If you have questions like "What to do with a box of small champignons?", "Any ideas for an easy side dish?", "What should I do with all the herbes de Provance I bought at Lafayette at my food adventure trip to Paris?" bouncing in your mind then read on...
Eat breakfast yourself, share lunch with a friend, and give your supper to your enemy - a common sense food mantra that has stood the test of time.
Anyone who travels a lot for work and does not have time to wonder around the place you are visiting looking for a nice corner café, they face the decision of taking breakfast at the hotel. The hotel breakfasts trigger a ton of emotions: "Too expensive", "I don´t eat that much as the buffet offers", "Oh, it takes too long when they fry the eggs and toast the toast", "Yum, look at all the choice", "Who eats all these cakes for breakfast?", "I´m going for full English breakfast", "This coffee is rubbish", "Do you serve haggis at breakfast?", "Don´t embarrass yourself asking for a cappucino after 10am", "Oh, this freshly made bread is delicious", "I am definitely having breakfast, it´s not every day I get the catalan pa amb tomàque", "Toast soldiers, old school", "A view to the Alps and what a choice of cheeses, paradise on earth", "Do they really have freshly pressed carrot juice here, incredible!", etc, etc.
In fact, as breakfast is such an important element for a successful day, the ease of getting hold of breakfast and what the breakfast offers is an essential component in choosing the hotel.
In my food memory bank there is one from the richest choice breakfast buffets from Sobieski hotel years ago in the Polish capital Warsaw that now is a SAS Radisson hotel. Last year I had a chance to stay there again and the change of the name had not changed their focus from offering great breakfast to their customers. The large breakfast room was packed with happy eaters.
In Barcelona, the right crusty toasted bread with fresh tomato is simply addictive like valerian for a cat.
In small hotels in the UK, if you are lucky, the traveller can enjoy a plate of freshly prepared full English breakfast, with bacon and eggs, mushrooms, tomato, beans, sausage and black pudding. I leave the English breakfast for the pleasures of travelling. I wonder who cooks a full English breakfast at home. I probably never will. Too many calories and quite a lot of effort with all those pots and pans. Oat porrige gets a thumbs up for home breakfast any time, especially in the northern latitudes.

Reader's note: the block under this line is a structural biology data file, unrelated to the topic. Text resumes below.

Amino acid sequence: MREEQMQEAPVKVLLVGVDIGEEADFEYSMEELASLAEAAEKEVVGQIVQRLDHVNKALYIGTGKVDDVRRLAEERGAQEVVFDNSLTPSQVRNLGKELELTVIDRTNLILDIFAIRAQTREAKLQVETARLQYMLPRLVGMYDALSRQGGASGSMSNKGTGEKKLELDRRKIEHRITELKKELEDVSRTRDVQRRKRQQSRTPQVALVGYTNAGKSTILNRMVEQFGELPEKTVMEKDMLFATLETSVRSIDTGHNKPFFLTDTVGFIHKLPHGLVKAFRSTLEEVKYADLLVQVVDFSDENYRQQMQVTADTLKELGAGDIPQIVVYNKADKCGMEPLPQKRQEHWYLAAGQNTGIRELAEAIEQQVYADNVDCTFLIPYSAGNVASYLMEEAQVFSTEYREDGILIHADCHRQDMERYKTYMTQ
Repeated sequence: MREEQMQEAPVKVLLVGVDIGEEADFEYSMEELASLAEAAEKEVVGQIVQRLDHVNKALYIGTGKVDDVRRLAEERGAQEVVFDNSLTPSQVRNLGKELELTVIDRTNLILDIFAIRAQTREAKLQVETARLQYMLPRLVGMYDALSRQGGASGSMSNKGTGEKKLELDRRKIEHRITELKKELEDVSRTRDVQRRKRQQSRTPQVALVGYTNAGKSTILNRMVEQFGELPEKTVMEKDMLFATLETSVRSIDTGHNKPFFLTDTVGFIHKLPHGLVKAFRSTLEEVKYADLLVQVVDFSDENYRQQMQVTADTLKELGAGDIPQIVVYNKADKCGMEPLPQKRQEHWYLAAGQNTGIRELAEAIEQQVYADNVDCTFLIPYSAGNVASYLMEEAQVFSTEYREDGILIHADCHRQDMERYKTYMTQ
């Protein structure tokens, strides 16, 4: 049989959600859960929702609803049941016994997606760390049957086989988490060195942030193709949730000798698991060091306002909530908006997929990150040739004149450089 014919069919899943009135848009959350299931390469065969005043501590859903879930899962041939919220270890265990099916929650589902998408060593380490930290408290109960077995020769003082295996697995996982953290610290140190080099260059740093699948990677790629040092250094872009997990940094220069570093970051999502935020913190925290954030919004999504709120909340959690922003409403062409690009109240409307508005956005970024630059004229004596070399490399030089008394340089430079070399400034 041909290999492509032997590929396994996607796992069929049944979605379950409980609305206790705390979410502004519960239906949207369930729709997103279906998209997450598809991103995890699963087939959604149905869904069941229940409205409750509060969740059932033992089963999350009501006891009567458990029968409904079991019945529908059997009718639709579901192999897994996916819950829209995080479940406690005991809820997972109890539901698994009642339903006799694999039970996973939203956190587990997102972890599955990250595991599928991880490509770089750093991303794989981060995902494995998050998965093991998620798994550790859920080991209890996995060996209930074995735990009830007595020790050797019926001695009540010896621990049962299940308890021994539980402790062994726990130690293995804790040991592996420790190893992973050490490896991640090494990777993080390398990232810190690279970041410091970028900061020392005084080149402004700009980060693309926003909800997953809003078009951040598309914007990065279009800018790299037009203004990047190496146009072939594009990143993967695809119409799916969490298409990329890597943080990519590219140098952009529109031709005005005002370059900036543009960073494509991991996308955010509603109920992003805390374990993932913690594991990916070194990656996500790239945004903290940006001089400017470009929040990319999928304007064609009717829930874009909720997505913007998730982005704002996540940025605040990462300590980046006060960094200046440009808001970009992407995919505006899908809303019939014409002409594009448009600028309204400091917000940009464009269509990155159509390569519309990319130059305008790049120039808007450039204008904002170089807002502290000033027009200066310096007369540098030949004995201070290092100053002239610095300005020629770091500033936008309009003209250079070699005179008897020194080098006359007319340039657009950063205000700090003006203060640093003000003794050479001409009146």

The sauteed button mushrooms provide a nice alternative for bacon to pair with the eggs. At home having mushrooms for breakfast is probably less common. More often they figure at lunch or dinner, often as a replacement for meat or as a side dish. This brings us to today´s recipe. An easy to prepare way of
Ingredients for 2 portions as side dish:
250g smaller size champignons, cleaned, halved or quartered
1 tbsp lemon juice
1 tsp honey
1/2 tsp dry herbes de Provence
Heat the butter in a low pan.
Add the champignions and cook on one side for a couple of minutes before stirring to let them take on a brownish colour. Stir and cook for 2 more minutes. The champignons should become slightly moist.
Add lemon juice, let it evaporate.
Add herbes de Provance, the honey and stir.
Season with sea salt, freshly ground black pepper.
If you need to serve later, I would let the champignons cook for longer and cook out the water. The mushrooms will let out some water and keep cooking without a lid to let the liquid evaporate.